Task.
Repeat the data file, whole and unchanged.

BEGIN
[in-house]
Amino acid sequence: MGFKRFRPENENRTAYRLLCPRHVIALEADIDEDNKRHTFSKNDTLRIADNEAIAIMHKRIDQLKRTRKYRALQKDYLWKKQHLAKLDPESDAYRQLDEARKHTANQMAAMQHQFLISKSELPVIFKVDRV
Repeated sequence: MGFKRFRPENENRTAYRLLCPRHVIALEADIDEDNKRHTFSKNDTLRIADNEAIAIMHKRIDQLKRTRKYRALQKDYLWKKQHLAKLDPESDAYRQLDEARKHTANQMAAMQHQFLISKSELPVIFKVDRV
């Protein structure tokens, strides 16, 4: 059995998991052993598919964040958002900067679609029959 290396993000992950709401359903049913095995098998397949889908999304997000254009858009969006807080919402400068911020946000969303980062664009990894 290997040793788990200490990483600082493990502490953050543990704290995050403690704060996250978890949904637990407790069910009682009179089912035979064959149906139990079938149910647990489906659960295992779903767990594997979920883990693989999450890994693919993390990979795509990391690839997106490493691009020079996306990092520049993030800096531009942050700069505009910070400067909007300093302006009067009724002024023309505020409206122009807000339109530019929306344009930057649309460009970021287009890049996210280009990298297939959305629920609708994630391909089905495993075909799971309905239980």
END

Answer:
[in-house]
Amino acid sequence: MGFKRFRPENENRTAYRLLCPRHVIALEADIDEDNKRHTFSKNDTLRIADNEAIAIMHKRIDQLKRTRKYRALQKDYLWKKQHLAKLDPESDAYRQLDEARKHTANQMAAMQHQFLISKSELPVIFKVDRV
Repeated sequence: MGFKRFRPENENRTAYRLLCPRHVIALEADIDEDNKRHTFSKNDTLRIADNEAIAIMHKRIDQLKRTRKYRALQKDYLWKKQHLAKLDPESDAYRQLDEARKHTANQMAAMQHQFLISKSELPVIFKVDRV
């Protein structure tokens, strides 16, 4: 059995998991052993598919964040958002900067679609029959 290396993000992950709401359903049913095995098998397949889908999304997000254009858009969006807080919402400068911020946000969303980062664009990894 290997040793788990200490990483600082493990502490953050543990704290995050403690704060996250978890949904637990407790069910009682009179089912035979064959149906139990079938149910647990489906659960295992779903767990594997979920883990693989999450890994693919993390990979795509990391690839997106490493691009020079996306990092520049993030800096531009942050700069505009910070400067909007300093302006009067009724002024023309505020409206122009807000339109530019929306344009930057649309460009970021287009890049996210280009990298297939959305629920609708994630391909089905495993075909799971309905239980």